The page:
Open access peer-reviewed chapter - ONLINE FIRST

The Counterfeit Market and the Luxury Goods

By Amélia Maria Pinto da Cunha Brandão and Mahesh Gadekar

Submitted: January 8th 2019Reviewed: April 23rd 2019Published: May 24th 2019

DOI: 10.5772/intechopen.86479

Downloaded: 210

Abstract

Product counterfeiting is a form of consumer fraud: a product is sold, purporting to be something that it is not. Counterfeit is illegally made products that resemble the genuine goods but are typically of lower quality in terms of performance, reliability or durability. There is a need to learn as much as possible about the counterfeit market and the luxury good’s market, as well as learning about the customers of both of these markets. A large number of counterfeits are purchased online as the customer relies only in the information provided by the seller that is easy to manipulate. The Internet makes it possible for counterfeiters to sell fake goods without prior consumer inspection. Thus, if the presentation of the product online is elaborated and advanced, it would influence the user’s perceptions of the authenticity of products in a positive way, which leads to an increase in the user’s willingness to buy online. The chapter focuses on the counterfeit market, its influence on luxury consumption and consumers’ drivers for the counterfeit. The chapter also discusses innovative ways how authenticity of luxury goods can be verified.

Keywords

  • counterfeit
  • counterfeit market
  • luxury goods
  • fashion goods
  • anti-counterfeit technology

1. Introduction

The luxury good’s market has grown from a value of US$ 20 billion in 1985 [1] to its current value estimated by Bain and Company (2012) of over US$ 260 billion, and the expectation regarding the growth of this market is of about 2 up to 4% annually for the next 2 years [1]. For instance, the high-end luxury good’s market came up to US$ 236 billion in 2009 [2]. While the market for luxury goods has grown steadily through the last 20 years representing a significant percentage of trades worldwide, studies have expressed concern about the existence of counterfeit, and generation of loss from counterfeit products amounts to US$ 12 billion per year [3].

Lai and Zaichkowsky [4] define counterfeits as illegally made products that resemble the genuine goods but are typically of lower quality in terms of performance, reliability or durability [5]. Counterfeit goods decrease companies’ profits because what these manufacturers’ sell is what the brands will not sell, which means that there is a direct steal of revenues from brands. This industry suffers with counterfeits resulting in seizures of large number of counterfeit goods. Thus, the increase in demand of luxury goods is the driver of the demand for counterfeits [6].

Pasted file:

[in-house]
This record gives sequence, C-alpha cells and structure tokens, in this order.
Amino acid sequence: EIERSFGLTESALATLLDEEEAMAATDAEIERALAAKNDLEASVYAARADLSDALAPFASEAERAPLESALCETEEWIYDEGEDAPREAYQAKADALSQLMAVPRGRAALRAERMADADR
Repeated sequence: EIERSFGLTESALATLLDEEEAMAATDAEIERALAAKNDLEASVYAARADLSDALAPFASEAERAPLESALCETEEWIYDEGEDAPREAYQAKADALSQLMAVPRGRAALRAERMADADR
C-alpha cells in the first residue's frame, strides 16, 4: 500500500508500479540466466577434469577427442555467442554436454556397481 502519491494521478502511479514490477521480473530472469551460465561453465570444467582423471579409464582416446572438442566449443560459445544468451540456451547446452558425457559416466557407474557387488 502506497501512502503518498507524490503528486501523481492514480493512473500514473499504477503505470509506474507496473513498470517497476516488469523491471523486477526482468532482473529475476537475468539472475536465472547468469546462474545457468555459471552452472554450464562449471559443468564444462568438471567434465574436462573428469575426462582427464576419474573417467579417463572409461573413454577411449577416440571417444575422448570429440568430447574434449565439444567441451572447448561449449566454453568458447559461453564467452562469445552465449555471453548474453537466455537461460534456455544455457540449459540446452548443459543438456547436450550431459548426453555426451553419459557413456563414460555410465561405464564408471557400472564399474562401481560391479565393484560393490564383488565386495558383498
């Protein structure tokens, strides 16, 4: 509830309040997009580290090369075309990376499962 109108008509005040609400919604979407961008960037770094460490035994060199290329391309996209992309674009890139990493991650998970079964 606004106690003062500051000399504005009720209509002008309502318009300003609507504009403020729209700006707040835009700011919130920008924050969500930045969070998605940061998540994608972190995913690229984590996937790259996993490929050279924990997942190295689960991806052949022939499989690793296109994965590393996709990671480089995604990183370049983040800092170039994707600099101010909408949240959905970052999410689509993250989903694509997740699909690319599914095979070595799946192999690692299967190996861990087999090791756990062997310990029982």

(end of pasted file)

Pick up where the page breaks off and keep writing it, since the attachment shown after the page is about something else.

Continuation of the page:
The need for individualism and uniqueness is one of important characteristics of counterfeit consumers. Studies have stated that people feel the need for individualism and uniqueness [2, 7], and this necessity can be expressed by means of personal brand preference and buying decisions [8]. Since the idea that money acquires status, which can be seen through the goods people own, people started to acquire products not only for ‘what they can do, but also for what they mean’ [9] (p. 118). In addition, there is also meaning attached to goods, especially to luxury goods as with the ownership comes a sense of exclusivity. Thus, buying counterfeit goods translates into reality as a loss of exclusivity for the customers of genuine luxury brands [10].

Therefore, this chapter focuses on the counterfeit market, its influence on luxury consumption and consumers’ drivers for the counterfeit. Furthermore, the chapter discusses the innovative ways adopted by a Portuguese firm to control the growth of counterfeit market. In particular, start-ups are advised to plan, develop and implement a strategy for launching an anti-counterfeit technology product. However, reaching the customers with anti-counterfeit technology products is not easy and requires focus across the industry. Knowledge of the study helps to understand to control the growth of counterfeit market and loss of sales and image to the fashion firms.

2. Literature review

2.1. Counterfeits and counterfeit market

‘Product counterfeiting is a form of consumer fraud: a product is sold, purporting to be something that it is not’ [11] (p. 173). However there is also another concept that needs to be brought to light in order to provide further understanding on the subject, which is deception. According to [12], deception is a form of manipulating information with the purpose of influencing the behaviour of a customer of potential customer, by misrepresenting a product. [13]. Ekman [14] stated that there are two major deception strategies, which are concealment, where the deceiver hides relevant information without saying anything false, and falsifying, where the deceiver adds untrue information as if it were true in order to manipulate the customer [13]. In both cases, deception is intentional.

While defining the counterfeit market, [15] believes there are two types of markets for counterfeits, deceptive markets, where the customers are imperfectly informed or are not familiarised with the product, which makes them unable to distinguish between genuine and fake products and leads to the purchase of fake goods by accident [7], and nondeceptive, where the customer can easily differentiate fake from authentic, which cannibalises the purchase of genuine products; this sort of market applies more to the luxury goods industry, since consumers are fully aware they are purchasing a counterfeit when it comes to the date of acquisition; here buyers are accomplices rather than victims [13].